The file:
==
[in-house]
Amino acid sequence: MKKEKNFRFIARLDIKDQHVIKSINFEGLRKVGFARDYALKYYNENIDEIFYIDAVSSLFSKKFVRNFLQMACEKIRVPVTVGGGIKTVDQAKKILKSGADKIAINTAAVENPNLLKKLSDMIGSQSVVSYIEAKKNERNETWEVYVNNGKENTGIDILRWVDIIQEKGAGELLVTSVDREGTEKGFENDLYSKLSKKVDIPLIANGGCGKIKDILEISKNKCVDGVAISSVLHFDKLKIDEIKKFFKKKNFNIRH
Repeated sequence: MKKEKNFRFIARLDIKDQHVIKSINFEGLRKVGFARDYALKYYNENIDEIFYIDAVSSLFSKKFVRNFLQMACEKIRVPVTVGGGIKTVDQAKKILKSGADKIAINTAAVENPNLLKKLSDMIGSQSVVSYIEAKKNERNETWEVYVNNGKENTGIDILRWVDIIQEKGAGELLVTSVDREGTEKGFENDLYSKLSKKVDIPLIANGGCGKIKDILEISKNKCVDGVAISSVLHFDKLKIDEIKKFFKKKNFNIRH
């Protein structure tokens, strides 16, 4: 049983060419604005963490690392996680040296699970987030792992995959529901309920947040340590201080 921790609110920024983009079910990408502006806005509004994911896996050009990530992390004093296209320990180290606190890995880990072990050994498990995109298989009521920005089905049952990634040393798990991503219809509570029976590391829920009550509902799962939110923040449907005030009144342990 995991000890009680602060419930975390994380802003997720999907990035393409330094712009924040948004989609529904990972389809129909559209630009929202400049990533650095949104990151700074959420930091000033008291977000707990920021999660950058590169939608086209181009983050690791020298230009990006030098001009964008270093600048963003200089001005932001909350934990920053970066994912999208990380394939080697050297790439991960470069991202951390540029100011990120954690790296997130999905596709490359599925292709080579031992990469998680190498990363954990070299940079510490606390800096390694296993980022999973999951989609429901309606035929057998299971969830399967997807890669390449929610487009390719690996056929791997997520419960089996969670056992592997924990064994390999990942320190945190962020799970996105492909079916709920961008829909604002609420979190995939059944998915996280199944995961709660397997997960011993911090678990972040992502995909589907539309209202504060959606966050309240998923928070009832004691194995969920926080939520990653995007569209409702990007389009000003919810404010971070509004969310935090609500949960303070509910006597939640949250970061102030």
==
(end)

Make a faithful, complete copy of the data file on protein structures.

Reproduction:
[in-house]
Amino acid sequence: MKKEKNFRFIARLDIKDQHVIKSINFEGLRKVGFARDYALKYYNENIDEIFYIDAVSSLFSKKFVRNFLQMACEKIRVPVTVGGGIKTVDQAKKILKSGADKIAINTAAVENPNLLKKLSDMIGSQSVVSYIEAKKNERNETWEVYVNNGKENTGIDILRWVDIIQEKGAGELLVTSVDREGTEKGFENDLYSKLSKKVDIPLIANGGCGKIKDILEISKNKCVDGVAISSVLHFDKLKIDEIKKFFKKKNFNIRH
Repeated sequence: MKKEKNFRFIARLDIKDQHVIKSINFEGLRKVGFARDYALKYYNENIDEIFYIDAVSSLFSKKFVRNFLQMACEKIRVPVTVGGGIKTVDQAKKILKSGADKIAINTAAVENPNLLKKLSDMIGSQSVVSYIEAKKNERNETWEVYVNNGKENTGIDILRWVDIIQEKGAGELLVTSVDREGTEKGFENDLYSKLSKKVDIPLIANGGCGKIKDILEISKNKCVDGVAISSVLHFDKLKIDEIKKFFKKKNFNIRH
């Protein structure tokens, strides 16, 4: 049983060419604005963490690392996680040296699970987030792992995959529901309920947040340590201080 921790609110920024983009079910990408502006806005509004994911896996050009990530992390004093296209320990180290606190890995880990072990050994498990995109298989009521920005089905049952990634040393798990991503219809509570029976590391829920009550509902799962939110923040449907005030009144342990 995991000890009680602060419930975390994380802003997720999907990035393409330094712009924040948004989609529904990972389809129909559209630009929202400049990533650095949104990151700074959420930091000033008291977000707990920021999660950058590169939608086209181009983050690791020298230009990006030098001009964008270093600048963003200089001005932001909350934990920053970066994912999208990380394939080697050297790439991960470069991202951390540029100011990120954690790296997130999905596709490359599925292709080579031992990469998680190498990363954990070299940079510490606390800096390694296993980022999973999951989609429901309606035929057998299971969830399967997807890669390449929610487009390719690996056929791997997520419960089996969670056992592997924990064994390999990942320190945190962020799970996105492909079916709920961008829909604002609420979190995939059944998915996280199944995961709660397997997960011993911090678990972040992502995909589907539309209202504060959606966050309240998923928070009832004691194995969920926080939520990653995007569209409702990007389009000003919810404010971070509004969310935090609500949960303070509910006597939640949250970061102030």